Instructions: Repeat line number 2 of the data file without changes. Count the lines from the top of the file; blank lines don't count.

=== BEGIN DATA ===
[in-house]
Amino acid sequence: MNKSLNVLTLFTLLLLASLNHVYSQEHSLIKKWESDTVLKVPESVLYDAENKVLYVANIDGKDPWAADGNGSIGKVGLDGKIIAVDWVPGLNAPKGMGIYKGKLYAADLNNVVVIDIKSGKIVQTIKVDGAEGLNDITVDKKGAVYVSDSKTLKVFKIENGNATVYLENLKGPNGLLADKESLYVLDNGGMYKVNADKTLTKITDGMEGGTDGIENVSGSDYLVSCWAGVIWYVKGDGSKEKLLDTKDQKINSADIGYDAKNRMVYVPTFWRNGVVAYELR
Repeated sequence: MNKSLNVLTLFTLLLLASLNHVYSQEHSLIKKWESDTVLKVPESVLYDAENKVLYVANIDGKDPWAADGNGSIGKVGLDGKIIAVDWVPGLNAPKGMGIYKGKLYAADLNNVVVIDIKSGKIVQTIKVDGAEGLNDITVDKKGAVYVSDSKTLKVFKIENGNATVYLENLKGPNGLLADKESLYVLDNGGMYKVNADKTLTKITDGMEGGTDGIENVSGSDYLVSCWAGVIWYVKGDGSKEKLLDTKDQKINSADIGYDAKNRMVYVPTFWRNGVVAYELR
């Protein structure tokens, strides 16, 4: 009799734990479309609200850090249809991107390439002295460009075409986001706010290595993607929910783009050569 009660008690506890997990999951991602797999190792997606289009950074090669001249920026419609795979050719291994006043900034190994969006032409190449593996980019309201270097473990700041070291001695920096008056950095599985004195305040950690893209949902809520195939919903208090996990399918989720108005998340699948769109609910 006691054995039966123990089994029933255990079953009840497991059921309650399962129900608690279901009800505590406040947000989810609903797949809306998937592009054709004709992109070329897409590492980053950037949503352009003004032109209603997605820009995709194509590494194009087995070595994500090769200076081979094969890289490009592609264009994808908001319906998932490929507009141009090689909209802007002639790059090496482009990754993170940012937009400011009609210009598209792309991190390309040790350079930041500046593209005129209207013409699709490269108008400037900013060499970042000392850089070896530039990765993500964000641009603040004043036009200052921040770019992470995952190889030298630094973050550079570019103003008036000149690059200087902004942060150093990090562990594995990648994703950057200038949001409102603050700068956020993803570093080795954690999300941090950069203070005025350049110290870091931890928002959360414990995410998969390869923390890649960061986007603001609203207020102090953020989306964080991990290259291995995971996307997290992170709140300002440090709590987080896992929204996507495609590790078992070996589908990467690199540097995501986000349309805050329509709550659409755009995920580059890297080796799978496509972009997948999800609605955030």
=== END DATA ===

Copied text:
Amino acid sequence: MNKSLNVLTLFTLLLLASLNHVYSQEHSLIKKWESDTVLKVPESVLYDAENKVLYVANIDGKDPWAADGNGSIGKVGLDGKIIAVDWVPGLNAPKGMGIYKGKLYAADLNNVVVIDIKSGKIVQTIKVDGAEGLNDITVDKKGAVYVSDSKTLKVFKIENGNATVYLENLKGPNGLLADKESLYVLDNGGMYKVNADKTLTKITDGMEGGTDGIENVSGSDYLVSCWAGVIWYVKGDGSKEKLLDTKDQKINSADIGYDAKNRMVYVPTFWRNGVVAYELR